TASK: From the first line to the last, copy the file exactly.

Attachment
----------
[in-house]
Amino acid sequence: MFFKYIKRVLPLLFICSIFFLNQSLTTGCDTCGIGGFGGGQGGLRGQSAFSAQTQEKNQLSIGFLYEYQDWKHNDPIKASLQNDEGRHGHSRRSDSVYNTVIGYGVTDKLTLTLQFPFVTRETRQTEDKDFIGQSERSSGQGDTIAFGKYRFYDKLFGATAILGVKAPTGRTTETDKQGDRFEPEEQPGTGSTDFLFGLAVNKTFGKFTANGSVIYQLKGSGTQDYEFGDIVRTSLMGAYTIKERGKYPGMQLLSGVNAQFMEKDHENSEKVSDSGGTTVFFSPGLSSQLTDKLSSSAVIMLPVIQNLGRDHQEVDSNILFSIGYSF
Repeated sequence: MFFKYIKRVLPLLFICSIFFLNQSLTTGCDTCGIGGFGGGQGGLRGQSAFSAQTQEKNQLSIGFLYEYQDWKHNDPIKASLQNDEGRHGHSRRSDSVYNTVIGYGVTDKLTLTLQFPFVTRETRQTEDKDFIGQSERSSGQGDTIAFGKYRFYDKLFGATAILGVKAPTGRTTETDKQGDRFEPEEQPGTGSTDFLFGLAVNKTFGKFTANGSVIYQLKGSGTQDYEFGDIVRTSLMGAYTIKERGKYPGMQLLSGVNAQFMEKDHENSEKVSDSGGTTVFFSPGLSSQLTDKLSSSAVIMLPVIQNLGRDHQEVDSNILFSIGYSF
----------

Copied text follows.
[in-house]
Amino acid sequence: MFFKYIKRVLPLLFICSIFFLNQSLTTGCDTCGIGGFGGGQGGLRGQSAFSAQTQEKNQLSIGFLYEYQDWKHNDPIKASLQNDEGRHGHSRRSDSVYNTVIGYGVTDKLTLTLQFPFVTRETRQTEDKDFIGQSERSSGQGDTIAFGKYRFYDKLFGATAILGVKAPTGRTTETDKQGDRFEPEEQPGTGSTDFLFGLAVNKTFGKFTANGSVIYQLKGSGTQDYEFGDIVRTSLMGAYTIKERGKYPGMQLLSGVNAQFMEKDHENSEKVSDSGGTTVFFSPGLSSQLTDKLSSSAVIMLPVIQNLGRDHQEVDSNILFSIGYSF
Repeated sequence: MFFKYIKRVLPLLFICSIFFLNQSLTTGCDTCGIGGFGGGQGGLRGQSAFSAQTQEKNQLSIGFLYEYQDWKHNDPIKASLQNDEGRHGHSRRSDSVYNTVIGYGVTDKLTLTLQFPFVTRETRQTEDKDFIGQSERSSGQGDTIAFGKYRFYDKLFGATAILGVKAPTGRTTETDKQGDRFEPEEQPGTGSTDFLFGLAVNKTFGKFTANGSVIYQLKGSGTQDYEFGDIVRTSLMGAYTIKERGKYPGMQLLSGVNAQFMEKDHENSEKVSDSGGTTVFFSPGLSSQLTDKLSSSAVIMLPVIQNLGRDHQEVDSNILFSIGYSF